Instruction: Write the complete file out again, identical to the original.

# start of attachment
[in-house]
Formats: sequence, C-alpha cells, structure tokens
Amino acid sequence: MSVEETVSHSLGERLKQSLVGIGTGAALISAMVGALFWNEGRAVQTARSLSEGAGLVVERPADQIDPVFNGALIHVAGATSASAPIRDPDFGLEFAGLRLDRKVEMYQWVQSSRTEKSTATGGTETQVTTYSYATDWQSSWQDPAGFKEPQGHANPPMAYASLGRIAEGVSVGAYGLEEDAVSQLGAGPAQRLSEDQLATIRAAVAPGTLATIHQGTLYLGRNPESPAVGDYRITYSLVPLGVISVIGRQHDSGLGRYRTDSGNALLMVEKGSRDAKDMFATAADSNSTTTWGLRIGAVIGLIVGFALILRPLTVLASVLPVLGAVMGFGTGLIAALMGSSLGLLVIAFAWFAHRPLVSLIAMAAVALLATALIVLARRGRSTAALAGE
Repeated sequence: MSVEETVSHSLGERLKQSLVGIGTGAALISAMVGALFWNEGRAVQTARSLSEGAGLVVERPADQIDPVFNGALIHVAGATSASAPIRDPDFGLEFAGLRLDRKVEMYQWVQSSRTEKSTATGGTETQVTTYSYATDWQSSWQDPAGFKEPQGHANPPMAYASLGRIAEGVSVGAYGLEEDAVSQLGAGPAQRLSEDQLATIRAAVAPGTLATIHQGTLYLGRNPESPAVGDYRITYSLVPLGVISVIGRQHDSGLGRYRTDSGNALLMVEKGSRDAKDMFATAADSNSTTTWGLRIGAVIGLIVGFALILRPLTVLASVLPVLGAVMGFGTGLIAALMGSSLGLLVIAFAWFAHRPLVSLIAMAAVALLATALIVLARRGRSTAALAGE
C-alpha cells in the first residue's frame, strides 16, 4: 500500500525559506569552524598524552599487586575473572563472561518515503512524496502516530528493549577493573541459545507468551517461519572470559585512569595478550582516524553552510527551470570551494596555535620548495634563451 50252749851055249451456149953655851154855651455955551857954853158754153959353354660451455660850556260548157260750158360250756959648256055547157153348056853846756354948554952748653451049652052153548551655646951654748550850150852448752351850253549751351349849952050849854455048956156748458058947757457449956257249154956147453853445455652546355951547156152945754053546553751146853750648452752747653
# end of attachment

[in-house]
Formats: sequence, C-alpha cells, structure tokens
Amino acid sequence: MSVEETVSHSLGERLKQSLVGIGTGAALISAMVGALFWNEGRAVQTARSLSEGAGLVVERPADQIDPVFNGALIHVAGATSASAPIRDPDFGLEFAGLRLDRKVEMYQWVQSSRTEKSTATGGTETQVTTYSYATDWQSSWQDPAGFKEPQGHANPPMAYASLGRIAEGVSVGAYGLEEDAVSQLGAGPAQRLSEDQLATIRAAVAPGTLATIHQGTLYLGRNPESPAVGDYRITYSLVPLGVISVIGRQHDSGLGRYRTDSGNALLMVEKGSRDAKDMFATAADSNSTTTWGLRIGAVIGLIVGFALILRPLTVLASVLPVLGAVMGFGTGLIAALMGSSLGLLVIAFAWFAHRPLVSLIAMAAVALLATALIVLARRGRSTAALAGE
Repeated sequence: MSVEETVSHSLGERLKQSLVGIGTGAALISAMVGALFWNEGRAVQTARSLSEGAGLVVERPADQIDPVFNGALIHVAGATSASAPIRDPDFGLEFAGLRLDRKVEMYQWVQSSRTEKSTATGGTETQVTTYSYATDWQSSWQDPAGFKEPQGHANPPMAYASLGRIAEGVSVGAYGLEEDAVSQLGAGPAQRLSEDQLATIRAAVAPGTLATIHQGTLYLGRNPESPAVGDYRITYSLVPLGVISVIGRQHDSGLGRYRTDSGNALLMVEKGSRDAKDMFATAADSNSTTTWGLRIGAVIGLIVGFALILRPLTVLASVLPVLGAVMGFGTGLIAALMGSSLGLLVIAFAWFAHRPLVSLIAMAAVALLATALIVLARRGRSTAALAGE
C-alpha cells in the first residue's frame, strides 16, 4: 500500500525559506569552524598524552599487586575473572563472561518515503512524496502516530528493549577493573541459545507468551517461519572470559585512569595478550582516524553552510527551470570551494596555535620548495634563451 50252749851055249451456149953655851154855651455955551857954853158754153959353354660451455660850556260548157260750158360250756959648256055547157153348056853846756354948554952748653451049652052153548551655646951654748550850150852448752351850253549751351349849952050849854455048956156748458058947757457449956257249154956147453853445455652546355951547156152945754053546553751146853750648452752747653